What is a growth mindset?
A growth mindset is the belief that abilities and intelligence can be developed through hard work and learning from experiences. Individuals with a growth mindset embrace challenges, persist in the face of setbacks. They view effort as a path to improvement.
It was developed by psychologist Carol S. Dweck, a Stanford University professor. She introduced this idea through her extensive research on achievement and success, exploring the differences between a fixed mindset (believing that abilities are fixed traits) and a growth mindset (believing that abilities can be developed through effort and learning).
Dweck has shown that students with a growth mindset are more likely to embrace challenges and put in effort to overcome difficulties – instead of giving up when they reach a difficulty. We’ve all heard and even said “I can’t do this!” But why do some learners keep going whilst others abandon the task?
Dweck showed that the difference is made by mindset. People with growth mindsets demonstrates higher levels of persistence in the face of setbacks compared to students with fixed mindsets. It’s not done at a conscious level. However, without us knowing, our mindset makes a huge impact on our lives.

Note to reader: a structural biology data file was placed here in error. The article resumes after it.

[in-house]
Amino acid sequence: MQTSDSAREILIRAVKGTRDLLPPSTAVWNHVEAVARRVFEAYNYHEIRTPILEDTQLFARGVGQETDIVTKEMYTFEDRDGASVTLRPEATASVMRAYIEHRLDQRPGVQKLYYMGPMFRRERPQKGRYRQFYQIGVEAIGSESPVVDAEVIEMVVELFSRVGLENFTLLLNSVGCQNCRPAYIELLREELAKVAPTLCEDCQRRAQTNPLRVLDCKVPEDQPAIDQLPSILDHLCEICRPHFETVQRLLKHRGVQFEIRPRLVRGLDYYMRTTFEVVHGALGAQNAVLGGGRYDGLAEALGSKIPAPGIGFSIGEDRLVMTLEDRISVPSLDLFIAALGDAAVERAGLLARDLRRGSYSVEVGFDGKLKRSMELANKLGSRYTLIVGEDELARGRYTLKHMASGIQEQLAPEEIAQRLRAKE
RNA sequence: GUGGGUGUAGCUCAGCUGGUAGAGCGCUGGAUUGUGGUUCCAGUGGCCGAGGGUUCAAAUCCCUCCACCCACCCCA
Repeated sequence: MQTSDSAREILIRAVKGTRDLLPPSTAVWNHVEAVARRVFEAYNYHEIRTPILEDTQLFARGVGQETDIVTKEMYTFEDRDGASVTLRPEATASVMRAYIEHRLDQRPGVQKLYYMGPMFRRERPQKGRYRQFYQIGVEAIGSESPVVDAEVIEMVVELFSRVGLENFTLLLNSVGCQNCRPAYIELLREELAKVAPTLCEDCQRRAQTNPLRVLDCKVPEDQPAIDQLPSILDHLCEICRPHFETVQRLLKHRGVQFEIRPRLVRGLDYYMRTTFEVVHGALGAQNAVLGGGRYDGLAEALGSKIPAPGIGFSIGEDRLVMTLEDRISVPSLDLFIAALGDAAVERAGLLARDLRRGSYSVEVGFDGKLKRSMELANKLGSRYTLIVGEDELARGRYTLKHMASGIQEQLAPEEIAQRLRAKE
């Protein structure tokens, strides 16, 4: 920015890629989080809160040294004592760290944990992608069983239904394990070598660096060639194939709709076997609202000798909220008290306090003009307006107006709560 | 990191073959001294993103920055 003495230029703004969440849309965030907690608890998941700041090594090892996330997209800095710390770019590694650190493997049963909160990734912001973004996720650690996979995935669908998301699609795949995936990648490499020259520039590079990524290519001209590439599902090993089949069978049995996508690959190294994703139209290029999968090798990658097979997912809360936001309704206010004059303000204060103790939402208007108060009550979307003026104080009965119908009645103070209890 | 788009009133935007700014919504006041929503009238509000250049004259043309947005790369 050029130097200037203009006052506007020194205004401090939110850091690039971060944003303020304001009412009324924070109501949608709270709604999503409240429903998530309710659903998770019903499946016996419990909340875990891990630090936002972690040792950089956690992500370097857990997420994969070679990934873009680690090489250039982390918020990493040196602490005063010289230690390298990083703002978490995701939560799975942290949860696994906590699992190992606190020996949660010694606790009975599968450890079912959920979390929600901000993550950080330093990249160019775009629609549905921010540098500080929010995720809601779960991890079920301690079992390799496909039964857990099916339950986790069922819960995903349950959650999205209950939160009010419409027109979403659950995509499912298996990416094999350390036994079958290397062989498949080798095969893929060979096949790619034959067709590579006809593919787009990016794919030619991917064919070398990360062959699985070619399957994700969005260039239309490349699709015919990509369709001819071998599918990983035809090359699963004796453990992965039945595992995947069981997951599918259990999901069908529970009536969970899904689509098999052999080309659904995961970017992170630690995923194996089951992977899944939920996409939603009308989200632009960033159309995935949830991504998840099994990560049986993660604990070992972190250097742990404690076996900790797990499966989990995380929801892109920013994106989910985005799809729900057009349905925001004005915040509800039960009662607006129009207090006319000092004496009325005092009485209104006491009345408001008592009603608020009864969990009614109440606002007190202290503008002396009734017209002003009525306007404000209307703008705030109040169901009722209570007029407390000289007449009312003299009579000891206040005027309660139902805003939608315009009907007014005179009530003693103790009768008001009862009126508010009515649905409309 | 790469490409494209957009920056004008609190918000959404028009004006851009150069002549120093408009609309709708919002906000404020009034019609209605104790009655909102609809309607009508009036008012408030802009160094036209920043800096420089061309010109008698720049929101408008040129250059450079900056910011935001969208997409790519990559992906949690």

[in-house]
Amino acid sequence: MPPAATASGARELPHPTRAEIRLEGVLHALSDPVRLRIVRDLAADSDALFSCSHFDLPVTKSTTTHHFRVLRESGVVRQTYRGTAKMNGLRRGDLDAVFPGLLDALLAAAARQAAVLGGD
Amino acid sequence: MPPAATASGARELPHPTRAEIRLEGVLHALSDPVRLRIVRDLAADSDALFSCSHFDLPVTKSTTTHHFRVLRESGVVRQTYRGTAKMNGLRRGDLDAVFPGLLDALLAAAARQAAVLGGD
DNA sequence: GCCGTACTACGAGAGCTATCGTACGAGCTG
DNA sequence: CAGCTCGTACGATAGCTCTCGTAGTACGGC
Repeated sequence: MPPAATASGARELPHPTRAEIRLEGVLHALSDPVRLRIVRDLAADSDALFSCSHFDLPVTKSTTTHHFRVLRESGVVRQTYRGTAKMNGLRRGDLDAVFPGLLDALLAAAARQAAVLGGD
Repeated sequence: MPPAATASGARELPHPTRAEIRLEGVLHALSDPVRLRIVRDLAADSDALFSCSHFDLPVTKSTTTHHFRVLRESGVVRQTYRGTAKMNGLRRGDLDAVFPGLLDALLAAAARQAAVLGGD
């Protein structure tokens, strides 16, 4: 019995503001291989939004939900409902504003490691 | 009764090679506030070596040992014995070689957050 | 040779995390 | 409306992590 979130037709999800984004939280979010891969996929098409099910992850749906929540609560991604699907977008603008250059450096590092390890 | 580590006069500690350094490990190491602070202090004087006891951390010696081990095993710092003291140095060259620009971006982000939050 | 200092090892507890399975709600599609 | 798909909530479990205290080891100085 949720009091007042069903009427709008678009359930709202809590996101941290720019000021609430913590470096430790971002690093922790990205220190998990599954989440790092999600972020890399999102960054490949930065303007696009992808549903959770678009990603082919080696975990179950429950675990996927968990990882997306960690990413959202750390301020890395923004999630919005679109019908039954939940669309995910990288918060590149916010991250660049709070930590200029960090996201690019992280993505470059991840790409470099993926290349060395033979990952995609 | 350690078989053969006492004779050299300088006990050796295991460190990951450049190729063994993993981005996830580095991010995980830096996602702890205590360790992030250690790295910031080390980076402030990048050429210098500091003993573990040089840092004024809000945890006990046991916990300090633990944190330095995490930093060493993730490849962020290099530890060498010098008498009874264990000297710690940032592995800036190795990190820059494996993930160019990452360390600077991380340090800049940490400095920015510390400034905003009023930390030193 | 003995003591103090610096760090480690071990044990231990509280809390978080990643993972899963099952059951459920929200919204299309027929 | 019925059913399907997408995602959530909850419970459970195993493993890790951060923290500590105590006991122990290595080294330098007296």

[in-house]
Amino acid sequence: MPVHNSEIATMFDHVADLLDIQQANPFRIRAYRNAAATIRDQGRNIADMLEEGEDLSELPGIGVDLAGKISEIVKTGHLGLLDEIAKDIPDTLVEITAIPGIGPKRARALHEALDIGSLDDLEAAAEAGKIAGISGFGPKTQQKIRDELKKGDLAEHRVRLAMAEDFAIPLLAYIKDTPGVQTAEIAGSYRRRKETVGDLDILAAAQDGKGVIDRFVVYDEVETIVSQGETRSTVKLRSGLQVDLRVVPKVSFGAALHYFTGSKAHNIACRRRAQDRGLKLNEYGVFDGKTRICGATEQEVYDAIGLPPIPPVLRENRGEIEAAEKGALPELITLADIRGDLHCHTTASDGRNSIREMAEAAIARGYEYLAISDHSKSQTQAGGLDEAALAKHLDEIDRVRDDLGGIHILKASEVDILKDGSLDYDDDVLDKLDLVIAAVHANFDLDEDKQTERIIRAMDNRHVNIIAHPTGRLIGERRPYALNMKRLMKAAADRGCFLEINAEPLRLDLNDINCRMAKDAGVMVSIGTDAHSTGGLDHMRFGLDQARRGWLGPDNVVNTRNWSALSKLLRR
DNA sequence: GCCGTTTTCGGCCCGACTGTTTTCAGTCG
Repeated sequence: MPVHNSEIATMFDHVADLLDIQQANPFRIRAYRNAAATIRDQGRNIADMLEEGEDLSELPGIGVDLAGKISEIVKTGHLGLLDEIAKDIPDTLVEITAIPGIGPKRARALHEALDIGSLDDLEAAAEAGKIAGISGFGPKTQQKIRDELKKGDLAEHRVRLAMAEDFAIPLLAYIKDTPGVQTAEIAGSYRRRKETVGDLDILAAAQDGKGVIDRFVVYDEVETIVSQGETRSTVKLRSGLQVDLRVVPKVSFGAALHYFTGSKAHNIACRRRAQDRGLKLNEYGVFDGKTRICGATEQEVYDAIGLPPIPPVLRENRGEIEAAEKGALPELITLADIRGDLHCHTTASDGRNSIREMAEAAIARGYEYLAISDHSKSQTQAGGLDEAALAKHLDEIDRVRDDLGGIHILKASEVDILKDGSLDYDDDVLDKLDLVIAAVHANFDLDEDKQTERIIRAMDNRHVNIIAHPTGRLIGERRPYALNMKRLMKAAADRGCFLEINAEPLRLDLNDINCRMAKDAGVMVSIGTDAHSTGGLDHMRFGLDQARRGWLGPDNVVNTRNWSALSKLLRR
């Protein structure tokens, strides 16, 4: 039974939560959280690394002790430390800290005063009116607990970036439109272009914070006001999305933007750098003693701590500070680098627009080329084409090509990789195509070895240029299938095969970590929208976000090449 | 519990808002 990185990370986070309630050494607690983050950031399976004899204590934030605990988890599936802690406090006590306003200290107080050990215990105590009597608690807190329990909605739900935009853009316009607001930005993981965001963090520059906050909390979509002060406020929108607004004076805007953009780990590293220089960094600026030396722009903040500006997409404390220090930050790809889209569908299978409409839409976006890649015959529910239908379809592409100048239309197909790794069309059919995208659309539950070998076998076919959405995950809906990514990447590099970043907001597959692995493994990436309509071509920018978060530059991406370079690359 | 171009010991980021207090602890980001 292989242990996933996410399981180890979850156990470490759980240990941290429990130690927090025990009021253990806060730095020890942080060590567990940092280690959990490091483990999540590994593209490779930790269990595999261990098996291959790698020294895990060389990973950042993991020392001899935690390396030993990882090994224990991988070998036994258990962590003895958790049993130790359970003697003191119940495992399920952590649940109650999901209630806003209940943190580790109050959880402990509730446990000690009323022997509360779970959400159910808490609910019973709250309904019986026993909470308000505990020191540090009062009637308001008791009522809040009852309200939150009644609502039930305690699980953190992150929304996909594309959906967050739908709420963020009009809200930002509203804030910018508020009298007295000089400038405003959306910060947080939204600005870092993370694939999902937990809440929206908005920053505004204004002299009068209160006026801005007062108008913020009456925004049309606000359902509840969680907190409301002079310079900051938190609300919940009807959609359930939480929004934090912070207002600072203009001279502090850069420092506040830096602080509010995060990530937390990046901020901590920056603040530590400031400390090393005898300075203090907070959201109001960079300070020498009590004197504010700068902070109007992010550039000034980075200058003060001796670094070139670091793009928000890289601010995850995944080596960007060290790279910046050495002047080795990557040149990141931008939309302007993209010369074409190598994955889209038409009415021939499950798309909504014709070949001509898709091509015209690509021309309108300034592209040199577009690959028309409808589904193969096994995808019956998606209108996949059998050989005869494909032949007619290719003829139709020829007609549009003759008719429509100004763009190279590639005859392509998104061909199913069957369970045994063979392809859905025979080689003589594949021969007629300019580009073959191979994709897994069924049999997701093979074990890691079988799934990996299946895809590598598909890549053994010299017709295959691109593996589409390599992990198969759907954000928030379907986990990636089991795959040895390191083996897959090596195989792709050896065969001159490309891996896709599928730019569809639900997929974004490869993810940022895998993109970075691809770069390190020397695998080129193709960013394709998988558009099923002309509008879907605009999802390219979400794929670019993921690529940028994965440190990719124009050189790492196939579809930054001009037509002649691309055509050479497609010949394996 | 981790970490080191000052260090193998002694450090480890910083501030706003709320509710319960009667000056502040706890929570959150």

People with a fixed mindset believe that their natural intelligence or ability is the reason they can do (or not do) tasks. Those with a growth mindset believe inherently that they’ll get there if they keep going. They also often have improved emotional well-being and respond more positively to set backs.
HOW can We Help?
Praise learners for their curiosity
e.g. It was great to see how interested you all were in these objects.
Praise efforts in exploring exhibits
e.g. I could see you working really hard to find things out – I saw you reading the information, that was great!
Praise learners for asking insightful questions
e.g. That’s such a good question, I can see you’re trying to make sense of this. Well done for asking such thoughtful questions. Has anyone else got any questions?
Praise learners for showing persistence in understanding new concepts and demonstrating creativity in their interpretations of the exhibits
e.g. I can see how hard you’ve tried today. I was so impressed that you kept going.
Praise the effort, not the ability, of the learners
Try to avoid saying things that suggest success is due to innate talent or cleverness, e.g. avoid saying ‘What a clever answer’ or ‘You’re a bright bunch’. If young people produce good work, praise the effort taken to make it, not the work itself.
You can also ask open questions and emphasise, as appropriate, situations when there are not necessarily right or wrong answers, but that the importance should be placed on thinking things out. You can plan activities that support a growth mindset by including elements that must be ‘worked out’, or can be achieved by different members of a team finding out different information.
Highlighting their ability to learn from mistakes, collaborate with others, and connect information, can also foster a positive growth mindset. At the end of a school visit, for example, you could consider working with the teachers to select children to reward for collaboration or perseverance (for example with a certificate or small prize).